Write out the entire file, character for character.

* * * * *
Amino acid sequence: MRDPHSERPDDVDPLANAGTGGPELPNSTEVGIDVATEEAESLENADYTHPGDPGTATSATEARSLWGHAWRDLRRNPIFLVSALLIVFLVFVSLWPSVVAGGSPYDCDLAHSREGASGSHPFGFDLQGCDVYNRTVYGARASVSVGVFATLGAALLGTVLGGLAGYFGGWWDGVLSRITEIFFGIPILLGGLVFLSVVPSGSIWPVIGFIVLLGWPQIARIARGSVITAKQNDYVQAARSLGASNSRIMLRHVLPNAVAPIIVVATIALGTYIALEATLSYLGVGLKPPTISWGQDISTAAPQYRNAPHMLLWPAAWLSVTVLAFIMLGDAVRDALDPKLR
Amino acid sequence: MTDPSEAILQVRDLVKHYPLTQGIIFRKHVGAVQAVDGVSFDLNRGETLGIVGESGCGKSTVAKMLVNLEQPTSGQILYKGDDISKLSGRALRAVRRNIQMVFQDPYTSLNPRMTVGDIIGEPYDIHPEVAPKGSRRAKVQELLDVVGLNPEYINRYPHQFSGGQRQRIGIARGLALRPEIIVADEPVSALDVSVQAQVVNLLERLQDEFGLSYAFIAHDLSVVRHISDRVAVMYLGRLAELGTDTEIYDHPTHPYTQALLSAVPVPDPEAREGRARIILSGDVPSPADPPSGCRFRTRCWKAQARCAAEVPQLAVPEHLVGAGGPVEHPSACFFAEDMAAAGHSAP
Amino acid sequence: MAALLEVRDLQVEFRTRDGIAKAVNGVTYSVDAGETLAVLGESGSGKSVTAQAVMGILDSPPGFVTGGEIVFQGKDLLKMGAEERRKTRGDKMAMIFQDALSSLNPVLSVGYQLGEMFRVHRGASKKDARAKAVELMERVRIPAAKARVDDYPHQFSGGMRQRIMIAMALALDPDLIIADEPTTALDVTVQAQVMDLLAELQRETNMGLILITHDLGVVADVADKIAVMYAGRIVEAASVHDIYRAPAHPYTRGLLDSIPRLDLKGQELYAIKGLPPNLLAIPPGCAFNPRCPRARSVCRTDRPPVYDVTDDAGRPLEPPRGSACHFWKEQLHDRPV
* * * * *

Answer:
Amino acid sequence: MRDPHSERPDDVDPLANAGTGGPELPNSTEVGIDVATEEAESLENADYTHPGDPGTATSATEARSLWGHAWRDLRRNPIFLVSALLIVFLVFVSLWPSVVAGGSPYDCDLAHSREGASGSHPFGFDLQGCDVYNRTVYGARASVSVGVFATLGAALLGTVLGGLAGYFGGWWDGVLSRITEIFFGIPILLGGLVFLSVVPSGSIWPVIGFIVLLGWPQIARIARGSVITAKQNDYVQAARSLGASNSRIMLRHVLPNAVAPIIVVATIALGTYIALEATLSYLGVGLKPPTISWGQDISTAAPQYRNAPHMLLWPAAWLSVTVLAFIMLGDAVRDALDPKLR
Amino acid sequence: MTDPSEAILQVRDLVKHYPLTQGIIFRKHVGAVQAVDGVSFDLNRGETLGIVGESGCGKSTVAKMLVNLEQPTSGQILYKGDDISKLSGRALRAVRRNIQMVFQDPYTSLNPRMTVGDIIGEPYDIHPEVAPKGSRRAKVQELLDVVGLNPEYINRYPHQFSGGQRQRIGIARGLALRPEIIVADEPVSALDVSVQAQVVNLLERLQDEFGLSYAFIAHDLSVVRHISDRVAVMYLGRLAELGTDTEIYDHPTHPYTQALLSAVPVPDPEAREGRARIILSGDVPSPADPPSGCRFRTRCWKAQARCAAEVPQLAVPEHLVGAGGPVEHPSACFFAEDMAAAGHSAP
Amino acid sequence: MAALLEVRDLQVEFRTRDGIAKAVNGVTYSVDAGETLAVLGESGSGKSVTAQAVMGILDSPPGFVTGGEIVFQGKDLLKMGAEERRKTRGDKMAMIFQDALSSLNPVLSVGYQLGEMFRVHRGASKKDARAKAVELMERVRIPAAKARVDDYPHQFSGGMRQRIMIAMALALDPDLIIADEPTTALDVTVQAQVMDLLAELQRETNMGLILITHDLGVVADVADKIAVMYAGRIVEAASVHDIYRAPAHPYTRGLLDSIPRLDLKGQELYAIKGLPPNLLAIPPGCAFNPRCPRARSVCRTDRPPVYDVTDDAGRPLEPPRGSACHFWKEQLHDRPV